Enough of that planning stuff, we want real flying, the one that is thrilling, the exploit by itself. Of course we integrate the whole process and we aren't any cowboy of aviation, but when you gotta go, you gotta go! At the last resort, we can always decide not to go, even 15 minutes before departure, or even if we feel like its too dangerous once airborne. Plan for the worst, hope for the best! 

Paul went already to the airport in the morning to prepare the airplane in the event of our departure. Francisco and I stayed at the hotel to prepare the relevant paperwork. eApis for the US customs, flight plans, make sure everything is prepared so that we won't run into any trouble. Regarding customs, strange enough, we can send a request for a one flight, departing Japan and landing in Anchorage, although we will stop in Shemya and Cold Bay! So for two days in the USA without clearing customs but still, we will need to abide by the rules and clear them once upon landing in PANC! Nevertheless, we have to clear customs in Japan too, and after having done this we are officially considered as an International airplane. So what if we cancel the flight and have to stay in Japan and reposition the airplane to Kobe? We will need the reverse process, I love bureaucracy...

Cisco having to quarantine for a while...;-)

This done, we went back to the plane and did a last weather update before starting to pack all our bags on the airplane. A last group picture and off we went. We also said goodbye to Michiru, Katsu and Hiromi, who have spent so much time to make sure our japanese stay is perfect. We will see them once in New York most probably. Still a long way to go.


The workhorse, ready for the longest flight in its history

Amazingly, what we are just about to live through will be the longest non stop DC-3 flight in history. We have extra fuel, extra adrenaline to keep up but will the two Pratt and Whitney sustain the extra hours? We have an oil transfert but will that be sufficient to endure the hard work? Remember, this is risk management, the biggest risk today is icing encounter.


But at the moment, flying at night and chasing the sun is giving a sense of calmness in the cockpit. Cockpit lighting with its green tone reminds me of a bombing mission that our own airplane had to do, or try to do over the Atlantic in WWII. And here we are, floating over that big water mass.

Sunrise over the black sea, but blue on the GPS
The feeling you have when the only thing you can hear is the roar of those two 1200 horse power engines cannot be described. We were feeling alone there, in our bubble, like a time machine that flies in 2017 but brings memories of what happened 60-70 years ago. Beautiful. I could almost imagine us landing in Shemya and seeing other DC-3s there, unloading their freight or troops for this advanced based. The only mean of communicating was with a Satcom, that brought us back in 2017. The Satcom worked well but the noisy cockpit made communications impossible, and the small antenna couldn't cope with the middle of the cabin. So we were sending sms instead. These were received by Fabien Moret who is a friend and working for Albinati Aeronautics in Geneva. He could follow us up and with our position reports via sms, he could call the respective center to advise them of our position. We also made sure to get a discreet code given by Anchorage ACC (Area Control Center) so as to be identified via our transponder. And believe it or not, once we set that code, about 50 NM before the boundary of the Anchorage FIR, we would see our transponder being interrogated by ATC, and in that region, this can only be an AWACS, flying high above us and monitoring the japanese sea in case of an invasion from hostile regions...brrrr, scary!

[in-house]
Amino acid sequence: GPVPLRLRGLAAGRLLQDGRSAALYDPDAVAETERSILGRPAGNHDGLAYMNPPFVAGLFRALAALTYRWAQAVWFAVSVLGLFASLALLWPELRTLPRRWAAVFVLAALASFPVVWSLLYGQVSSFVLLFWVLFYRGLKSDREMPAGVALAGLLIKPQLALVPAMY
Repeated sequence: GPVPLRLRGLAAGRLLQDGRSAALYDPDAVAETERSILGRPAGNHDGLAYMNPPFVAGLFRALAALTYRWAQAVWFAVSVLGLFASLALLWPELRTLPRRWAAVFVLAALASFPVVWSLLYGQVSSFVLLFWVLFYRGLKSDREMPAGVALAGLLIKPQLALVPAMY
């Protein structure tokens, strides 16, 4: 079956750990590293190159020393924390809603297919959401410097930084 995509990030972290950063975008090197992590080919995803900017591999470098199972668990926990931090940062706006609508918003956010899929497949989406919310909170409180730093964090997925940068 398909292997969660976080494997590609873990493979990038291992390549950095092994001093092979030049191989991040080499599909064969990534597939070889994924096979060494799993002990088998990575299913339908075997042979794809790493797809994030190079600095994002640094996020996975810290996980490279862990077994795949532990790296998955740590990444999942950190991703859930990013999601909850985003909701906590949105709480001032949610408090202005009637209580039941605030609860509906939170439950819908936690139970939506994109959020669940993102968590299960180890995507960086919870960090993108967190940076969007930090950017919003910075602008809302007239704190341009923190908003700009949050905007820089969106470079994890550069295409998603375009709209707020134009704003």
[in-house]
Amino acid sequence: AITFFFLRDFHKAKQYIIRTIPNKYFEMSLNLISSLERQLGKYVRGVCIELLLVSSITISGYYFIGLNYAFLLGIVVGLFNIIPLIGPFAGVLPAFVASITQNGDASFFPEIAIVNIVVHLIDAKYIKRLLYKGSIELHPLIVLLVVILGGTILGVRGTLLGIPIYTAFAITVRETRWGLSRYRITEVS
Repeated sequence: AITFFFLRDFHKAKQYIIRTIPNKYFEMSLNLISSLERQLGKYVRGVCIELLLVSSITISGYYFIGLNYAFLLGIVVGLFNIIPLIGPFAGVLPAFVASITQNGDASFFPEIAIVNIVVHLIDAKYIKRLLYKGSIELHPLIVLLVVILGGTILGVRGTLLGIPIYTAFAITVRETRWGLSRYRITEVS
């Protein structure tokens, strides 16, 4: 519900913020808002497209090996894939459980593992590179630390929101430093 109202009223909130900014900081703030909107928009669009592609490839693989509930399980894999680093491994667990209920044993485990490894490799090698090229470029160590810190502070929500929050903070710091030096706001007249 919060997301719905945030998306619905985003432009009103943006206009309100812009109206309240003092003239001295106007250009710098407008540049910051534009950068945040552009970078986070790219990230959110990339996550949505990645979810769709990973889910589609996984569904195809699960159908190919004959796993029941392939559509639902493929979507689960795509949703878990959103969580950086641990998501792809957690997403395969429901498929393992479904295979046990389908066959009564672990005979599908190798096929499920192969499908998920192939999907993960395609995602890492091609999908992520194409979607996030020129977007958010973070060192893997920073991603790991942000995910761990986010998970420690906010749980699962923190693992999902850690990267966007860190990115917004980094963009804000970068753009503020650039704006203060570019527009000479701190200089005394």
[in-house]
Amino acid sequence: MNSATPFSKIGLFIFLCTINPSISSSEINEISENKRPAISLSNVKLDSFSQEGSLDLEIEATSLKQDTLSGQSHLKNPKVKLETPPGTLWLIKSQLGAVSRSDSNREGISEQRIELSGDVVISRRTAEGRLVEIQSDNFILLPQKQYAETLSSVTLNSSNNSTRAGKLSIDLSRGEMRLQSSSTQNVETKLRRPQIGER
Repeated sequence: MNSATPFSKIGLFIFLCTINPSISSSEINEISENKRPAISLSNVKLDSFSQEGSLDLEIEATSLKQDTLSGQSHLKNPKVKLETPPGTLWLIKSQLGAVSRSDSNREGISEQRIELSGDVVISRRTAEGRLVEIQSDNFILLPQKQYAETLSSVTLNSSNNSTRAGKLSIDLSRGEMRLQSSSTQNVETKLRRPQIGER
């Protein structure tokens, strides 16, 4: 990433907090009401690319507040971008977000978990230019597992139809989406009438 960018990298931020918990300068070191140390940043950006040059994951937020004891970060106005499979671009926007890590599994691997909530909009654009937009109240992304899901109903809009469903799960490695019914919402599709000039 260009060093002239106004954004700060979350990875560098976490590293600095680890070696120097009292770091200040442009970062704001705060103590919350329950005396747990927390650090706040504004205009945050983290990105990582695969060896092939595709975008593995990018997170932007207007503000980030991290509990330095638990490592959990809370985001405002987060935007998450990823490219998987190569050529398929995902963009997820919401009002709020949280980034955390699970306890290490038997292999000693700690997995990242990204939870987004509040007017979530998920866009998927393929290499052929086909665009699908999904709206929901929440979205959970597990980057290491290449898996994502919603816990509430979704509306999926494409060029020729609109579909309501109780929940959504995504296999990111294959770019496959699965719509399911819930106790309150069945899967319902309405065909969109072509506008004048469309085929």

We went through so many different sceneries, from almost blue sky to low overcast, descending down to 800 feet to see something, then up by 1000 feet to get some sight in between two layers. Here are a couple pictures that speak for themselves.















After 9 hours and 50 minutes of flight, we finally could materialize our GPS position by actually seeing Shemya Island! I was feeling relieved to finally hear a human voice and thinking we were going to land on terra firma and stretch our legs. But before we could do so, we had to endure a good 18-20 knots crosswind and thanks to Francisco and Paul's experience, it all went smooth.


There it is! Shemya, straight ahead!




Once on the ground, we also kind of rushed our stay as we needed to depart before the bad weather kicks in. Refueling and a short stop at the cantine to eat and off we went, back in the air for another 7 hours plus towards Cold Bay. Here are the pictures on the ground.

People got interested about our DC-3


Isolated..

Old WWII airfield, having seen more DC-3 at this time here!


Our pre bought barrels, each containing 200 litres of AVGAS and sent by C-130

Ground operation finished, the marathon continued and without loosing one minute, our flight plan having been set accordingly, we started engine 1 and 2 again and off we went for our journey across the Aleutian up to Cold Bay, Alaska!


Half a volcano!





Uninhabited since it exists


Volcanoes and Bogoslof Island where an active volcano just went off!







Landed in Cold Bay, happy, after 17 hours and 30 minutes in the air

So here we are, after a day of 40 hours and 17 hours and 30 minutes in the air, we made it back to some civilized place, Cold Bay, where despite our lengthy day, we still had some energy to shoot an approach. Once on taxi speed, we were surprised because no one was on site, it looked like a deserted airport. A call to Flight Service on the frequency and everything was organized within 5 minutes. And then only we realized...it was 11.30pm!!! Imagine the typical US ATC service!! Arriving in a place where only bears and tough people live, in the middle of the Aleutian Islands, close to midnight and having fuel/hotel available in 5 minutes via a call on the frequency, THIS is called, service!

For our night, we were taken to The Bearfoot Inn, a rustic place where they keep food for the whole community, and some beds for the poor travelers like us! A bed was exactly what we needed, but before this, lets have a well deserved beer and...microwaved lasagnas!! What a treat!


Now time to nod off and sleep, however difficult with so many memories in my head.

Total flight time 17h30, Total "duty" day 42h.